‘Jaguar’ users need not apply; Safari 1.2 requires Mac OS X 10.3 ‘Panther’

“Looking to improve its standing in the browser marketplace, Apple Computer has launched an upgrade to its Safari platform, albeit with a definite need to upgrade to the Panther operating system,” Michael Singer reports for InternetNews. “The application lets end users opt for a personal certificate, generated by a certificate authority, instead of a password to securely authenticate to supported Web sites.”

“The newest version also includes Apple’s LiveConnect support for communication between JavaScript and Java, which impacts Web sites that that require two-way communication between the browser and Java applets. Using LiveConnect also requires an upgrade to Java 1.4.2, which is a free download,” Singer reports. “Based on the KDE Project’s KHTML code, Safari version 1.2 is available as a free download on the Cupertino, Calif.-based computer maker’s Web site or through Apple’s Software Update service. The most notable improvements include the addition of Apple’s Keychain technology.”

“Apple also released version 124 of its Safari Web kit. The update lets developers put the Safari rendering engine in their applications. The upside is that Safari in general includes built-in Google search; SnapBack to instantly return to search results; a completely new way to name, organize and present bookmarks; tabbed browsing; and automatic “pop-up” ad blocking. Safari is localized for English, Japanese, French, German, Italian, Spanish, Dutch, Brazilian Portuguese, French Canadian, Norwegian, Danish, Finnish, Swedish, Korean and Simplified Chinese. The company maintains that its browser is faster than Internet Explorer, Netscape and Mozilla’s Camino,” Singer reports.

“The downside is that Safari 1.2 requires Mac OS X v10.3 (also known as “Panther”), which orphans users running even the most recent version of OS X v10.2x (known as Jaguar),” Singer reports.

Full article here.

50 Comments

  1. Dumbass, errr, “ali mac,” 10.2 users can’t run 1.2, they get 1.1. That’s why Apple states clearly, “Safari 1.2: System Requirements � Mac OS X 10.3 or later” and shuffles off the Jag and earlier users to the old Safari 1.1 version.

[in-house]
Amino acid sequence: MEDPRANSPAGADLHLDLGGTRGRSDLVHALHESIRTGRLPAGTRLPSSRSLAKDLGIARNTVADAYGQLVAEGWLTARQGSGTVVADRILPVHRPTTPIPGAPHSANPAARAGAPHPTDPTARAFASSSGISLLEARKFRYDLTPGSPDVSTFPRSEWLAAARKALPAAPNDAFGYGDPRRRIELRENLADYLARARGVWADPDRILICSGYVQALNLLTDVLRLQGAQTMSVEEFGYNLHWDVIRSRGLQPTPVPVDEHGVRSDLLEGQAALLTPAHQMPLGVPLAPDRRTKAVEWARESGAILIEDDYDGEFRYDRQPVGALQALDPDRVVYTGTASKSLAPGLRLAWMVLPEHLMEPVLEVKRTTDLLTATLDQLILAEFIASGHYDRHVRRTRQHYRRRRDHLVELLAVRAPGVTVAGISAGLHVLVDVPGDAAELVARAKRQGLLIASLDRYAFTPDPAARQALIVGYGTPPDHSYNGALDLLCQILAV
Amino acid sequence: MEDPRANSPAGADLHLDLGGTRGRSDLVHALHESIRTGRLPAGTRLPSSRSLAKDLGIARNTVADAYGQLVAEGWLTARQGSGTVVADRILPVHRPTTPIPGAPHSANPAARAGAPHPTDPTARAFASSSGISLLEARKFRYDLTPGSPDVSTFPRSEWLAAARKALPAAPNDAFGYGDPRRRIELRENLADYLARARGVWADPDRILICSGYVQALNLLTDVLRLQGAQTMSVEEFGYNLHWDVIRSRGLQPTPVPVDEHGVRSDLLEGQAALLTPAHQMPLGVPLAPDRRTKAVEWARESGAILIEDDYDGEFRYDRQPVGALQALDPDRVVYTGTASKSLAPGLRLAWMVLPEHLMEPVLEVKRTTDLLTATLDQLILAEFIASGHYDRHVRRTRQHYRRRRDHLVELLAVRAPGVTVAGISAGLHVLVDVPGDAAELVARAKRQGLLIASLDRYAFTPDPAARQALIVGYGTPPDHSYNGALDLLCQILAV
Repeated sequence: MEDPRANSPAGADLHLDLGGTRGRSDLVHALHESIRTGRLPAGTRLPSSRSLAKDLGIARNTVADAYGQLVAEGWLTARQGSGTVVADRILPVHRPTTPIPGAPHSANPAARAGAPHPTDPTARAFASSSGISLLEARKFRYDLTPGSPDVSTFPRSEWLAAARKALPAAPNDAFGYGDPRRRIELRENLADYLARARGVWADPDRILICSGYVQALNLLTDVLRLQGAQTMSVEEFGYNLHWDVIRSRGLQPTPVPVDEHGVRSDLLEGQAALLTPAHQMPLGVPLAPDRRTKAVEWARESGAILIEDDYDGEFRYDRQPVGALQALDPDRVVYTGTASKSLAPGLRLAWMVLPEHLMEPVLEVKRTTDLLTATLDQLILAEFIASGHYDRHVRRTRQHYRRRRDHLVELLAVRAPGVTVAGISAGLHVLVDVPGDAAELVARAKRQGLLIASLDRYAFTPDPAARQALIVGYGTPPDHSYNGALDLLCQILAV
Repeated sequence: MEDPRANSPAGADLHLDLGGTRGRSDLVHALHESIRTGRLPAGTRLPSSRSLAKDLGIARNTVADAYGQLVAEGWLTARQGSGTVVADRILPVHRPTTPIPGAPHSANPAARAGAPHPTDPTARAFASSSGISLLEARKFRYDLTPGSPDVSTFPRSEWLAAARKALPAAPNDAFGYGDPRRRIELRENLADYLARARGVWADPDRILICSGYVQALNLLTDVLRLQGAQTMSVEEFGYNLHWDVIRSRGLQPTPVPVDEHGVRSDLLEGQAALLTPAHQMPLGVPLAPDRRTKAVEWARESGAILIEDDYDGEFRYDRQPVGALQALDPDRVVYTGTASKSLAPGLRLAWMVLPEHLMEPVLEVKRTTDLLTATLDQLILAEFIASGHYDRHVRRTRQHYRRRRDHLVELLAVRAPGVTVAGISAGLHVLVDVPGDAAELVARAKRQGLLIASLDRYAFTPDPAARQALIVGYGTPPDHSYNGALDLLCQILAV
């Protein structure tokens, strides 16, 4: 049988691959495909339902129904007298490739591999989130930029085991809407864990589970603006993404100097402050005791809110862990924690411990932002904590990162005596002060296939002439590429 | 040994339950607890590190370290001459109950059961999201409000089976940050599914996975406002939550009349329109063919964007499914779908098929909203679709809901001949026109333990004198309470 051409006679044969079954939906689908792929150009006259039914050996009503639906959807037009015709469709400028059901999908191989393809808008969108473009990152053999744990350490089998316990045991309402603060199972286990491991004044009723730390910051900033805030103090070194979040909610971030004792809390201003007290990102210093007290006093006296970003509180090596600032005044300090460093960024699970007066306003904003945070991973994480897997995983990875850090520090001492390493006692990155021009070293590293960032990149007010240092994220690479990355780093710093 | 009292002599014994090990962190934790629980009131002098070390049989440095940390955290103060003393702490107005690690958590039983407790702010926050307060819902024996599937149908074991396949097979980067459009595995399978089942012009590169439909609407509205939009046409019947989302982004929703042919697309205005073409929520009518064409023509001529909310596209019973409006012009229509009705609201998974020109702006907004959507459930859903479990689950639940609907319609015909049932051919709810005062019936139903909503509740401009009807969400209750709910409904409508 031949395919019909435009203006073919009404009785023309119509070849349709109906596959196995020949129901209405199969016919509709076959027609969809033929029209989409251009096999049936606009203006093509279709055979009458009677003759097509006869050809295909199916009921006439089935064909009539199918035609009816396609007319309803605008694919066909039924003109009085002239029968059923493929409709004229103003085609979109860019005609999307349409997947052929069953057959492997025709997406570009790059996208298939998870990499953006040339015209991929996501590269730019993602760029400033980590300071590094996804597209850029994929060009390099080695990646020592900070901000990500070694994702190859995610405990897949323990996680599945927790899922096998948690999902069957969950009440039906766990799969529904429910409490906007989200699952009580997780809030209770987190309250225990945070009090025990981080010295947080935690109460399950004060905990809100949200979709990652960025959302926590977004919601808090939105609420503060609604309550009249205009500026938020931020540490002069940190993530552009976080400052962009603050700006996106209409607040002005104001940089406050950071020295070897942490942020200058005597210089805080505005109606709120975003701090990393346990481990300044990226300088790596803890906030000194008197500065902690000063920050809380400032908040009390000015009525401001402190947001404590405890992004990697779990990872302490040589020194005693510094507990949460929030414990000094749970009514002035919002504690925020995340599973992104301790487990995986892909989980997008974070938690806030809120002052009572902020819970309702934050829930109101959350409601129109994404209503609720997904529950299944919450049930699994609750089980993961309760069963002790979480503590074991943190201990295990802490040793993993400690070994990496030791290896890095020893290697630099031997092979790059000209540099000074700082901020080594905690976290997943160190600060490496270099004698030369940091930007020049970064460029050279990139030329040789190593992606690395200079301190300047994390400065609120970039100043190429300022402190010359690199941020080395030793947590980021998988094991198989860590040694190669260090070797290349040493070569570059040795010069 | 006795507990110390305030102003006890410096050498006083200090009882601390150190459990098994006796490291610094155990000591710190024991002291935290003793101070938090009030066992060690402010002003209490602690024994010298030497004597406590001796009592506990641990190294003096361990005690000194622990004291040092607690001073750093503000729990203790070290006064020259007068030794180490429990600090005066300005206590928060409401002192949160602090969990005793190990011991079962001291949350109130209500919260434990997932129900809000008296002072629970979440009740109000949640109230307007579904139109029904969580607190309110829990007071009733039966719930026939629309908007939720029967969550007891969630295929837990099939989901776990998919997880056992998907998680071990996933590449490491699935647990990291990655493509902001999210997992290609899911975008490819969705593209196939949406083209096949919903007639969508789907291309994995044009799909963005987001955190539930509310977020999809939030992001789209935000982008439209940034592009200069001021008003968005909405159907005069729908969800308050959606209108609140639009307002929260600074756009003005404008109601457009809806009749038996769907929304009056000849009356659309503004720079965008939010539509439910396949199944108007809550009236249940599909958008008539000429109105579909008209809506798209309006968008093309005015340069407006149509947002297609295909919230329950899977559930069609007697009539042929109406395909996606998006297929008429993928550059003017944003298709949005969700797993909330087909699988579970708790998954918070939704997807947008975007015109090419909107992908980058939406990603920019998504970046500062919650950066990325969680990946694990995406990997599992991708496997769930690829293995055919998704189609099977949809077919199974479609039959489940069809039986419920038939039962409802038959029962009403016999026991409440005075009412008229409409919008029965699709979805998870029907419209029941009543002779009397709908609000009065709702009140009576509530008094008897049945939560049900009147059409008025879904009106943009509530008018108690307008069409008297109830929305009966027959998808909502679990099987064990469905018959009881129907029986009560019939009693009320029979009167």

2. Big deal. Apple doesn’t need to pull an MS and support legacy software for eternity. I realize 10.2 isn’t that far removed, but I’d rather see them spend money on making things work the best with the best OS they have. Apple’s philosophy of “our way or no way” worked well for iTMS and is also a good solution for software enhancement/development.

    Really, Panther is only $130. Every person here has wasted more than that much money on useless disposable shit since Panther was released.

  3. If people want cheap crap, they can always switch to Windows. If they want an OS that is continually improved and upgraded like OS X, then they’ll have to pay to play. It’s as simple as that. The whiners can go buy a $399 Dell piece of junk and see if they’re happy then by not having to upgrade so often…

  4. Not supporting Jaguar users with bug fixes and compatibility fixes for Java and CSS2 standards isn’t right. You could buy Jaguar in CompUSA or an Apple store less than a year ago. Leaving those users out in the cold is ridiculous.

  5. It’s a two-way push…

    Wanting to run the latest app means upgrading to PANTHER (which I have DONE and I LOVE it) and upgrading to Panther means you HAVE to upgrade certain apps.

    Well, this ain’t the old days where between OS8.0 and 9.1 everything pretty much ran forever. And I do miss that flexibility. And I do feel a bit crowded in from both sides.

    But all in all I realize that Apple is moving forward FAST, and doing great things, and I think if we want to hang on for the ride, we have to open our wallet a little more than we are used to.

    I’m cool with it.

    dv

  6. JR,JR,JR……
    on the other hand, perhaps APPlE should get it right in the first pace instead of sending out the continual stream of beta versions…..????
    PS Dell makes a $399 computer?

  7. Yeah, we’re not far from the day when Apple decides that the next system release only runs on this year’s hardware.

    I gave Apple the benefit of the doubt with the security fixes for Jaguar, and they delivered. But it’s clear now that they didn’t want to and only did so at the last minute because there was an uproar.

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